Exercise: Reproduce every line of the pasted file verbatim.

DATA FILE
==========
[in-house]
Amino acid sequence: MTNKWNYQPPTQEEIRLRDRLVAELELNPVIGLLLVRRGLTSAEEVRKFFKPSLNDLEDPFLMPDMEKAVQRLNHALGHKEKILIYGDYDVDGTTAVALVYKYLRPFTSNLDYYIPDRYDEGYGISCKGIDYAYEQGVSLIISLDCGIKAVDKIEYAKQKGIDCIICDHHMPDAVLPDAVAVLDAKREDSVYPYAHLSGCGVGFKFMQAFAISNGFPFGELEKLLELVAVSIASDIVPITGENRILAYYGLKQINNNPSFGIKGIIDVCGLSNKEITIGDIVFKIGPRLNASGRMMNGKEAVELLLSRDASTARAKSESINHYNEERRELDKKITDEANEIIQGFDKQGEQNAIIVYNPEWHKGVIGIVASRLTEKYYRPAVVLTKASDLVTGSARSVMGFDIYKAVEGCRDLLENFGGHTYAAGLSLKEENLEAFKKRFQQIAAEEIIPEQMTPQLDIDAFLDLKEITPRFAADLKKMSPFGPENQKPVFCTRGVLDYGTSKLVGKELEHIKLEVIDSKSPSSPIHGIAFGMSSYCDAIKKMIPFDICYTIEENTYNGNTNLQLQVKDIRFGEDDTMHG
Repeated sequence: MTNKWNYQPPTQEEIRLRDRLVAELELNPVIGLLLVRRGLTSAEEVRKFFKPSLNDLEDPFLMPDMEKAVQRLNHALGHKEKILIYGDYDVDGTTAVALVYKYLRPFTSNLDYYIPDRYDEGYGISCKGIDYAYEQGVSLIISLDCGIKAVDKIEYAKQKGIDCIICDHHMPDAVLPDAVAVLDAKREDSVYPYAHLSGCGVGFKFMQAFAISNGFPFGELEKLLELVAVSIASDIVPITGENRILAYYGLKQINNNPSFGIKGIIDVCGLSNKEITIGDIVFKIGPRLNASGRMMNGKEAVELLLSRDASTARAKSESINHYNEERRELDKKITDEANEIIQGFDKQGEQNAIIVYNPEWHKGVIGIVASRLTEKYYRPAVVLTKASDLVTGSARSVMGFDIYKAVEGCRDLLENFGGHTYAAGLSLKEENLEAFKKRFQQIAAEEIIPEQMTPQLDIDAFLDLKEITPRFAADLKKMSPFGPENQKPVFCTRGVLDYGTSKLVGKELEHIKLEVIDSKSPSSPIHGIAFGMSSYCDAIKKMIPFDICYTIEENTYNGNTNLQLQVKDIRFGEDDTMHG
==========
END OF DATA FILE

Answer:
[in-house]
Amino acid sequence: MTNKWNYQPPTQEEIRLRDRLVAELELNPVIGLLLVRRGLTSAEEVRKFFKPSLNDLEDPFLMPDMEKAVQRLNHALGHKEKILIYGDYDVDGTTAVALVYKYLRPFTSNLDYYIPDRYDEGYGISCKGIDYAYEQGVSLIISLDCGIKAVDKIEYAKQKGIDCIICDHHMPDAVLPDAVAVLDAKREDSVYPYAHLSGCGVGFKFMQAFAISNGFPFGELEKLLELVAVSIASDIVPITGENRILAYYGLKQINNNPSFGIKGIIDVCGLSNKEITIGDIVFKIGPRLNASGRMMNGKEAVELLLSRDASTARAKSESINHYNEERRELDKKITDEANEIIQGFDKQGEQNAIIVYNPEWHKGVIGIVASRLTEKYYRPAVVLTKASDLVTGSARSVMGFDIYKAVEGCRDLLENFGGHTYAAGLSLKEENLEAFKKRFQQIAAEEIIPEQMTPQLDIDAFLDLKEITPRFAADLKKMSPFGPENQKPVFCTRGVLDYGTSKLVGKELEHIKLEVIDSKSPSSPIHGIAFGMSSYCDAIKKMIPFDICYTIEENTYNGNTNLQLQVKDIRFGEDDTMHG
Repeated sequence: MTNKWNYQPPTQEEIRLRDRLVAELELNPVIGLLLVRRGLTSAEEVRKFFKPSLNDLEDPFLMPDMEKAVQRLNHALGHKEKILIYGDYDVDGTTAVALVYKYLRPFTSNLDYYIPDRYDEGYGISCKGIDYAYEQGVSLIISLDCGIKAVDKIEYAKQKGIDCIICDHHMPDAVLPDAVAVLDAKREDSVYPYAHLSGCGVGFKFMQAFAISNGFPFGELEKLLELVAVSIASDIVPITGENRILAYYGLKQINNNPSFGIKGIIDVCGLSNKEITIGDIVFKIGPRLNASGRMMNGKEAVELLLSRDASTARAKSESINHYNEERRELDKKITDEANEIIQGFDKQGEQNAIIVYNPEWHKGVIGIVASRLTEKYYRPAVVLTKASDLVTGSARSVMGFDIYKAVEGCRDLLENFGGHTYAAGLSLKEENLEAFKKRFQQIAAEEIIPEQMTPQLDIDAFLDLKEITPRFAADLKKMSPFGPENQKPVFCTRGVLDYGTSKLVGKELEHIKLEVIDSKSPSSPIHGIAFGMSSYCDAIKKMIPFDICYTIEENTYNGNTNLQLQVKDIRFGEDDTMHG